Structured Heritage Education at Spring Dale Senior School dates back to the year 1999-2000. At that time the school had just started its association with SPICMACAY. We had taken up the co-ordination of SPICMACAY activities in Punjab with late Ms. Manveen Sandhu installed as the state-co-coordinator. We were getting exposed and sensitized towards varied forms of our culture and heritage. Classical music, dance, theatre, literature and various art forms in their manifestation in paintings, photography, sculpture, pottery, calligraphy and folk arts and crafts which SPICMACAY brought to schools and colleges offered very exciting possibilities for holistic education. During that time when we traveled to various institutions to start chapters of SPICMACAY, the interaction provided us valuable insights into integrating education with culture and heritage. The broad picture of experiential education and value based integration of arts with mainstream education was taking shape in our minds.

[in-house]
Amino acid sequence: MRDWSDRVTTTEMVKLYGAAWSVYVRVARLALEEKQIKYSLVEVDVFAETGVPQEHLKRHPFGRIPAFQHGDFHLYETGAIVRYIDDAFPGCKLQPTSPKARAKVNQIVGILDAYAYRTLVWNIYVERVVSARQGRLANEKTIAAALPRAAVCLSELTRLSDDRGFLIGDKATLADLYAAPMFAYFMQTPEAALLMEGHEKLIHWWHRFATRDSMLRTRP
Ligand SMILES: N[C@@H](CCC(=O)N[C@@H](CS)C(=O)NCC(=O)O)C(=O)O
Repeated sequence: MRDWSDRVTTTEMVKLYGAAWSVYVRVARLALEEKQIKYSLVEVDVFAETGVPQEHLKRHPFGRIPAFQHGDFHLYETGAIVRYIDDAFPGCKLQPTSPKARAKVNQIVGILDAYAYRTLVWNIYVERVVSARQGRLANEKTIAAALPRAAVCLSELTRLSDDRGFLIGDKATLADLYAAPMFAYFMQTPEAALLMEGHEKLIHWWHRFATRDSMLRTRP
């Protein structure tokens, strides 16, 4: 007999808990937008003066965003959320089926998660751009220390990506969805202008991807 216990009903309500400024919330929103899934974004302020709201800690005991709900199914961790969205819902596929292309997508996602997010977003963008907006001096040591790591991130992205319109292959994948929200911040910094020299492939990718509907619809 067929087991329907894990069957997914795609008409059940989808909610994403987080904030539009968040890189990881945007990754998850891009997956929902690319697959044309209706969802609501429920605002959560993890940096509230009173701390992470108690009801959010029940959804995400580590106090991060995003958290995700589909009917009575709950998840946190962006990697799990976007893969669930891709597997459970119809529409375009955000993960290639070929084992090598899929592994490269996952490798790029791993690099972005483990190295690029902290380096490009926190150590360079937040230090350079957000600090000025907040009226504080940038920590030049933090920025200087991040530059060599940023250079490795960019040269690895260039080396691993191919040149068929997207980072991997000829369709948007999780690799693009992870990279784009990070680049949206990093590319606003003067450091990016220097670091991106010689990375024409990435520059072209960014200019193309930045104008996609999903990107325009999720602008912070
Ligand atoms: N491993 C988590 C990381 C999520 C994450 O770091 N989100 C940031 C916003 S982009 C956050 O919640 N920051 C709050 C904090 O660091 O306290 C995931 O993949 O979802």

Around that time we came to know that some conservation project was on at Kishankot- a small village near Sri Hargobindpur about 40 kilometers from Amritsar. A Krishna temple in the middle of the village was undergoing conservation work. A team of conservation artists and restorers was working on the temple and a few young students from Delhi were camping in the village for their research work. It was a great opportunity to expose children to all these learning avenues. The very idea of a Hindu temple being conserved in a village which was inhabited predominantly by Sikh community had great educational value. Few Hindu families who used to live in that village were forced to move out during the time of terrorism in the nineteen eighties for fear of their lives. But the Sikh community not only preserved the temple but also kept the tradition of lighting the diya in the absence of its caretakers. Besides this symbol as a celebration of brotherhood and communal harmony, the village offered various other educational opportunities which we wanted to tap. Logistics were worked out and the students were taken in school vans to Kishankot every Saturday. Divided in small groups they had different aspects to study as they visited there week after week along with their teachers.